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A nonprofit, independent news source to inform, inspire, educate and connect the St. Louis Jewish community.

St. Louis Jewish Light

A nonprofit, independent news source to inform, inspire, educate and connect the St. Louis Jewish community.

St. Louis Jewish Light

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Jewish moderators will grill Trump and Biden at CNN’s debate. What should they ask about Israel?

Israel will likely get significant airtime next week during the first presidential debate of the 2024 presidential election between President Joe Biden and Donalt Trump. Two Jewish journalists, CNN’s Jake Tapper and Dana Bash, will moderate the matchup, hosted by their network in Atlanta, and set the stage for this summer’s national political conventions.

U.S. President Donald Trump and former U.S. Vice President/Democratic presidential candidate Joe Biden at the first debate on Sept. 29, 2020. Source: Screenshot.

Former President Donald Trump’s court battles, immigration and threats to democracy will demand even more attention during the 90 minutes of back-and-forth on June 27. Still, the expanding Middle East conflict, and a persistent pro-Palestinian protest movement that flexed its muscles during the Democratic primaries, mean President Joe Biden and Trump can expect challenging questions from journalists who have reported extensively on the region. And though Israel is hardly the biggest point of contention between Biden and Trump, the candidate who gets a second term will chart a course for U.S.-Israel relations that could differ markedly from his rival’s.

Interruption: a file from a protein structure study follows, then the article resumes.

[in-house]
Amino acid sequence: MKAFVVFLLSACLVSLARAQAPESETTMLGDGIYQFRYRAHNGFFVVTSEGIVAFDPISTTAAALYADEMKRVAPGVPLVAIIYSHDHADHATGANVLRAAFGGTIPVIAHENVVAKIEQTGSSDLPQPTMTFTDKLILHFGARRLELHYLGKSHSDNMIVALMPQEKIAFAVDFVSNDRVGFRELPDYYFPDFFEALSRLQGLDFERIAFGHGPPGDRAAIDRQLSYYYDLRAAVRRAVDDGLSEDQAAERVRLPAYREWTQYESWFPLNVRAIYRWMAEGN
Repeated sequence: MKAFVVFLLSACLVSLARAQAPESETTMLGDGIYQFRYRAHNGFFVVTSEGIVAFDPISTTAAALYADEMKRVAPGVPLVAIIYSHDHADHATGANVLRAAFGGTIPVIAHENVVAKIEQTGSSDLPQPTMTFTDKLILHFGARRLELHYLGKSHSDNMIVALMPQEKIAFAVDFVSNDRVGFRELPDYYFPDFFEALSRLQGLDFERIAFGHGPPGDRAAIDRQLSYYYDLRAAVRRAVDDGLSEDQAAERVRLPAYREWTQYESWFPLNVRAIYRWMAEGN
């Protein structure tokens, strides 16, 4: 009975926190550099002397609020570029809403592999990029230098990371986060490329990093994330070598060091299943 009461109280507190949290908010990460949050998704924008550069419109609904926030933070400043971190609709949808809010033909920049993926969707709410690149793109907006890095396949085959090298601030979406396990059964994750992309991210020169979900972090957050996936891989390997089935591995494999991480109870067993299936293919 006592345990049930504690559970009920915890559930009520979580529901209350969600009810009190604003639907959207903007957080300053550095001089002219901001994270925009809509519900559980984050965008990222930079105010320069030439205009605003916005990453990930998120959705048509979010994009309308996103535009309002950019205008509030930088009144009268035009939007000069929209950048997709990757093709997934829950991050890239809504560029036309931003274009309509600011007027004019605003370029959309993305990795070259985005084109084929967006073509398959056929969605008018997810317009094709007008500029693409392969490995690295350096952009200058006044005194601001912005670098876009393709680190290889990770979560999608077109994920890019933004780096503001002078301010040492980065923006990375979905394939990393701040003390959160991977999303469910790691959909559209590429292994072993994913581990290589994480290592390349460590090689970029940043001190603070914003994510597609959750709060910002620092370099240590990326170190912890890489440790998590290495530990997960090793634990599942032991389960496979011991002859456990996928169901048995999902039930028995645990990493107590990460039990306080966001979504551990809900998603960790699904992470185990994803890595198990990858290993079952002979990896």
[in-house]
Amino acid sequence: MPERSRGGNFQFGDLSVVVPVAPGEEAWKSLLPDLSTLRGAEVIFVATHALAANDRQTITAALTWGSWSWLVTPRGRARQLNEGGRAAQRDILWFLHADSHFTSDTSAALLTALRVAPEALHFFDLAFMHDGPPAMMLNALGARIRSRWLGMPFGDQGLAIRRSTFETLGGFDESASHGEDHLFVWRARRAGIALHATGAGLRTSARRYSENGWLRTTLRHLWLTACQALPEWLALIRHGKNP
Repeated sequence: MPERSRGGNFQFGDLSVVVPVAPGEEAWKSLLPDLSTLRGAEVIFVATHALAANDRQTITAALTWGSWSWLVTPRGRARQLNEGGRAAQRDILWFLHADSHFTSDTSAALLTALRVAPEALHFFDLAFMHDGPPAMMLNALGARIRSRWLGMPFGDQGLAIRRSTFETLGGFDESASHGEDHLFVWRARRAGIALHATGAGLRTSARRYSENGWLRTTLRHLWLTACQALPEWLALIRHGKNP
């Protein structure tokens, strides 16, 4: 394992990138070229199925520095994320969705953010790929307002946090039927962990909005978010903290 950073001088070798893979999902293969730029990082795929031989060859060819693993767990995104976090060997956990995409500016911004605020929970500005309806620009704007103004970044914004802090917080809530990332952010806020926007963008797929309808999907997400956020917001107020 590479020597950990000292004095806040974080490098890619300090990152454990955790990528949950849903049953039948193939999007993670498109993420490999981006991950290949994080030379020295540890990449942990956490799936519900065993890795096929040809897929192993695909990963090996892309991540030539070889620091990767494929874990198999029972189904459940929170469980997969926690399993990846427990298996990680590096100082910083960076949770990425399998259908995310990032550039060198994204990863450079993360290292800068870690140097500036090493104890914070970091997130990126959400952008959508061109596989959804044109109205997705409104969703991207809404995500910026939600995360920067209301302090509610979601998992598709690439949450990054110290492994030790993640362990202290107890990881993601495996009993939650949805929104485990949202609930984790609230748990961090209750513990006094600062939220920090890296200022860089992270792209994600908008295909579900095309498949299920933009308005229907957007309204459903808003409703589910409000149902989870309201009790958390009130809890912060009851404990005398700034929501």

| RELATED: Survey: Jewish voters strongly favor Biden over Trump in possible 2024 rematch

Trump is appreciated in Israel, and by many American supporters of the country, for moving the U.S. Embassy to Jerusalem, recognizing Israeli sovereignty over the Golan Heights and brokering the Abraham Accords. Biden won Israeli hearts for visiting following the Oct. 7 attack, offering moral and military support to combat Hamas and advocating for the release of hostages. In more recent months, however, he has walked a fine line between boosting Israel and criticizing its conduct of the war.